On the heels of the 2009.Q2.0.0 release, we’ve posted an update to the Sun Storage 7000 simulator. The simulator contains the exact same software as the other members of the 7000 series, but runs inside a VM rather than on actual hardware. It supports all the same features, and has all the same UI components; just remember that an actual 7000 series appliance is going to perform significantly better than a VM running a puny laptop CPU. Download the simulator here.
The new version of the simulator contains two enhancements. First, it comes with the 2009.Q2.0.0 release pre-installed. The Q2 release is the first to provide full support for the simulator, and as I wrote here you can simply upgrade your old simulator. In addition, while the original release of the simulator could only be run on VMware we now support both VMware and VirtualBox (version 2.2.2 or later). When we first launched the 7000 series back in November, we intended to support the simulator on VirtualBox, but a couple of issues thwarted us, in particular lack of OVF support and host-only networking. The recent 2.2.2 release of VirtualBox brought those missing features, so we’re pleased to be able to support both virtualization platforms.
As OVF support is new in VirtualBox, here’s a quick installation guide for the simulator. After uncompressing the SunStorageVBox.zip archive, select “Import Appliance…”, and select “Sun Storage VirtualBox.ovf”. Clicking through will bring up a progress bar. Be warned: this can take a while depending on the speed of your CPU and hard drive.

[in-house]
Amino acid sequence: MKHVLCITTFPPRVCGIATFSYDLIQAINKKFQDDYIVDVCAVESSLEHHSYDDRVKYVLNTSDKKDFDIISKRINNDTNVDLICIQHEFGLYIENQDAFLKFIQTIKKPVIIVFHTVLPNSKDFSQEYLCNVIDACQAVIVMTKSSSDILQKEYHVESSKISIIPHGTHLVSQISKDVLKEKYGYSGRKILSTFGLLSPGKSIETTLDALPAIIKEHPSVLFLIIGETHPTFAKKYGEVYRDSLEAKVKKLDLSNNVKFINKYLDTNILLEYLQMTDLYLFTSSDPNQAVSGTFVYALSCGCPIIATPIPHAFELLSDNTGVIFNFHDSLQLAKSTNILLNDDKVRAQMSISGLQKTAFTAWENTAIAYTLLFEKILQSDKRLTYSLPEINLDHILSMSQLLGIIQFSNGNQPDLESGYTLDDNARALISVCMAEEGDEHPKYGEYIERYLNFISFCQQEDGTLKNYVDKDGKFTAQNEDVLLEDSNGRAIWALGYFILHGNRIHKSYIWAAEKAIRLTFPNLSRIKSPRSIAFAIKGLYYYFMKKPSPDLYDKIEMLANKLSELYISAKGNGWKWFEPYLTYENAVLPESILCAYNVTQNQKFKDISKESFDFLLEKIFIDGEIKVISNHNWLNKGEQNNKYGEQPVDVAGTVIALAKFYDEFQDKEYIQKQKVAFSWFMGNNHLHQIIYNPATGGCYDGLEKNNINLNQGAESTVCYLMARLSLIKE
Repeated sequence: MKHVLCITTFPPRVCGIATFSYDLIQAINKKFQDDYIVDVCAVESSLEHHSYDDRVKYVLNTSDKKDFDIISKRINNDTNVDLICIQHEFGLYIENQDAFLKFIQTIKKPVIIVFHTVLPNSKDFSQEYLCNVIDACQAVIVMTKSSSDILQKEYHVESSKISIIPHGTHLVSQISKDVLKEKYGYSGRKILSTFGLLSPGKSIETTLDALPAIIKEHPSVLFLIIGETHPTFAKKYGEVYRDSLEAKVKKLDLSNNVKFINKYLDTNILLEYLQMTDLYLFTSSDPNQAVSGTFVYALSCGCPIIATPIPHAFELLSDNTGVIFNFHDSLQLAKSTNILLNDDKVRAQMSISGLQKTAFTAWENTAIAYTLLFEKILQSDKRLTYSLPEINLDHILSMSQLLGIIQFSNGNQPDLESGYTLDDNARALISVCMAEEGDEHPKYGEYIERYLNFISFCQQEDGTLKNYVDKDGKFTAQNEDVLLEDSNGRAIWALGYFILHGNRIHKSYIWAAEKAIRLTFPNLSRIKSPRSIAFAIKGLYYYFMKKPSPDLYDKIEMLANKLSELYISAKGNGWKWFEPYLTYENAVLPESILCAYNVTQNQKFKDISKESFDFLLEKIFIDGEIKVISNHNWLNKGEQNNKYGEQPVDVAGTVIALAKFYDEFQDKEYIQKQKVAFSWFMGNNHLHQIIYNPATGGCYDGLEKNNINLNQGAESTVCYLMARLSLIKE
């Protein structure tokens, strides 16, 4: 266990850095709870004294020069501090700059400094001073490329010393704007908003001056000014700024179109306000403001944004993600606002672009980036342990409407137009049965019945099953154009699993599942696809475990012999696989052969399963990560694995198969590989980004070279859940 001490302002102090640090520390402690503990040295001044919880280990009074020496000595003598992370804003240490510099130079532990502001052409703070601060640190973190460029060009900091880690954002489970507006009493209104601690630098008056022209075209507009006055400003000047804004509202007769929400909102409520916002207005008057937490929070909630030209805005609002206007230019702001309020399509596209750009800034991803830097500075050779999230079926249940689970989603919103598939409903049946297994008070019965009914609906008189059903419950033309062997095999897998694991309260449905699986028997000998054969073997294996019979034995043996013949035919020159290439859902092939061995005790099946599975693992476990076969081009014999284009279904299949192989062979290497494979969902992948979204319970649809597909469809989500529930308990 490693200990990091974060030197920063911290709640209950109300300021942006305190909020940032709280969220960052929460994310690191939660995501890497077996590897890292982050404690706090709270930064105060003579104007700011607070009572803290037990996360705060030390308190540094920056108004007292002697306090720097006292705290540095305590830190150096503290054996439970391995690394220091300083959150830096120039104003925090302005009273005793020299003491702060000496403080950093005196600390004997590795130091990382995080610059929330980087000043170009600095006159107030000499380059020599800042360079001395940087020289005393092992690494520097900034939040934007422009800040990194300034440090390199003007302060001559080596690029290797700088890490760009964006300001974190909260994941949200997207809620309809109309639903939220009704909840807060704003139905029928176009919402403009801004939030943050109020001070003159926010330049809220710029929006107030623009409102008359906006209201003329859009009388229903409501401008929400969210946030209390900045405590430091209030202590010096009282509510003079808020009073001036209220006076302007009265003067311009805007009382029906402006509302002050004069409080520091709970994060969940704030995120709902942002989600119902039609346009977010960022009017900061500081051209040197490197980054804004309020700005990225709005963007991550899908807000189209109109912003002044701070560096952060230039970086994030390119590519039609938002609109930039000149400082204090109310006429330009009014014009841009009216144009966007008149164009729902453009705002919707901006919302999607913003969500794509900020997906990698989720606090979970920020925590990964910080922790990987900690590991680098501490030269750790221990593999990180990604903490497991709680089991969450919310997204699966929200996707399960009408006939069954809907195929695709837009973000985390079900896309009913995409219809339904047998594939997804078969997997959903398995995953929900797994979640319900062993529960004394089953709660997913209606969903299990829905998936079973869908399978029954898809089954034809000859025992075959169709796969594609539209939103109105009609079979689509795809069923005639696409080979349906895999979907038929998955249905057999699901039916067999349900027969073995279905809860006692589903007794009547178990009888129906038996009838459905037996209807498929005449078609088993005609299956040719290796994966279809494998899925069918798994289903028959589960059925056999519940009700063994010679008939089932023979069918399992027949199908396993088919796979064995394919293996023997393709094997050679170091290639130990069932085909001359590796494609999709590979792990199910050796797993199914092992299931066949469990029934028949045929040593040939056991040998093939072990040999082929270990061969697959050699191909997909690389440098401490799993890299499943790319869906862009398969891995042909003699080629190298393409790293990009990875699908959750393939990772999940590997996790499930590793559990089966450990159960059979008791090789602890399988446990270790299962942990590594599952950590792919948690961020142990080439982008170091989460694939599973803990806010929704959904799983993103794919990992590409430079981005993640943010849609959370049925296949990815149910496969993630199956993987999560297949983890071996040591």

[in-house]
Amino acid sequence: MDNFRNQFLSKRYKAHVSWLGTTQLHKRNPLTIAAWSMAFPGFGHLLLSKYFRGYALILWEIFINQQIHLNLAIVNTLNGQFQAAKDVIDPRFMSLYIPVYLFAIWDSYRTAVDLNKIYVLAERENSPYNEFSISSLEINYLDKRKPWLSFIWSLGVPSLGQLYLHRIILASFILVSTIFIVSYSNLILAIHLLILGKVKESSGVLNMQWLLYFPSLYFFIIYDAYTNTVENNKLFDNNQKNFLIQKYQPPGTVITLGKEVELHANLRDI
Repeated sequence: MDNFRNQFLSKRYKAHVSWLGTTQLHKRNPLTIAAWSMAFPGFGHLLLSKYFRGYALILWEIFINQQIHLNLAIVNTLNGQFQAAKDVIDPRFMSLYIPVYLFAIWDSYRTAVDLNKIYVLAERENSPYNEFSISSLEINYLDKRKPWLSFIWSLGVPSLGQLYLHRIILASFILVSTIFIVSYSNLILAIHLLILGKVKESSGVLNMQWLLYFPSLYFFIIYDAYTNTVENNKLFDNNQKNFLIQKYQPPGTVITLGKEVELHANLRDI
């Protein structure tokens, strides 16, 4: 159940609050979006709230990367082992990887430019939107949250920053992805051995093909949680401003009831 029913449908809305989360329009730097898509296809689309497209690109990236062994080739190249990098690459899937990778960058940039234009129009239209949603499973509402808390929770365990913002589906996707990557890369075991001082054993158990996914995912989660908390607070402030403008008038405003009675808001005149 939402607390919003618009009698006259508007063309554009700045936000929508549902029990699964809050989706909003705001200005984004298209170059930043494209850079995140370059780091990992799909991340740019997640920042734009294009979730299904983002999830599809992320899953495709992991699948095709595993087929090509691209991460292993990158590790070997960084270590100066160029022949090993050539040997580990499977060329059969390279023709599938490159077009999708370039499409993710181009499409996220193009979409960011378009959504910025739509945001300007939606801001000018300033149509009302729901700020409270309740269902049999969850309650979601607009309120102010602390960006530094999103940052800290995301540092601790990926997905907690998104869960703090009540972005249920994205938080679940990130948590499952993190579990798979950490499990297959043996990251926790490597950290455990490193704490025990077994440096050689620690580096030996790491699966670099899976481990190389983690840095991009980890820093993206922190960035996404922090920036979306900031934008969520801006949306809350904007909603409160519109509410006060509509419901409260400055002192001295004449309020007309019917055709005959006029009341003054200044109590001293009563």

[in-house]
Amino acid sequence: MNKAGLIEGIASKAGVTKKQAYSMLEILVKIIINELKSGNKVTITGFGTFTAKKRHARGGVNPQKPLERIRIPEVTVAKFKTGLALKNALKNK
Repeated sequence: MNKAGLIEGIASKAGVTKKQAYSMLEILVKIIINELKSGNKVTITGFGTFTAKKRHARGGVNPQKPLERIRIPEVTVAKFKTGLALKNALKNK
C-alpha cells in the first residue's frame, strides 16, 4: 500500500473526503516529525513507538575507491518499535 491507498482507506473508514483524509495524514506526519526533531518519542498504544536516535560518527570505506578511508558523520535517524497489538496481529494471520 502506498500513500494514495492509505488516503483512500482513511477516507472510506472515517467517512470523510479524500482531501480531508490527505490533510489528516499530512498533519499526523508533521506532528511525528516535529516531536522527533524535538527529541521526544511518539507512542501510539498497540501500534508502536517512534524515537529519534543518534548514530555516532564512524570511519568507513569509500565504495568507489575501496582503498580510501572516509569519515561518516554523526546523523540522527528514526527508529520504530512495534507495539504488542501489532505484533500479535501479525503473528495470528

When that completes, you will see the “Sun Storage VirtualBox” VM in the VirtualBox UI. You may need to adjust settings such as the amount of allocated memory, or extended CPU features. Run the VM and follow the instructions when it boots up. You’ll be prompted for some simple network information. If you’re unsure how to fill in some of the fields, here are some pointers:
- Host Name – whatever you want
- DNS Domain – “localdomain”
- Default Router – the same as the IP address but put 1 as the final octet
- DNS Server – the same as the IP address but put 1 as the final octet
- Password – whatever you want and something you can remember
When you complete that form, wait until you’re given a URL to copy into a web browser. Note that you’ll need to use the version of the URL with the IP address (unless you’ve added an entry to your DNS server). In the above example, that would be: https://192.168.56.101:215/. From the web browser, complete the appliance configuration, and then you can start serving up data, observing activity with Storage Analytics, and kicking the tires on a functional replica of a 7000 series appliance.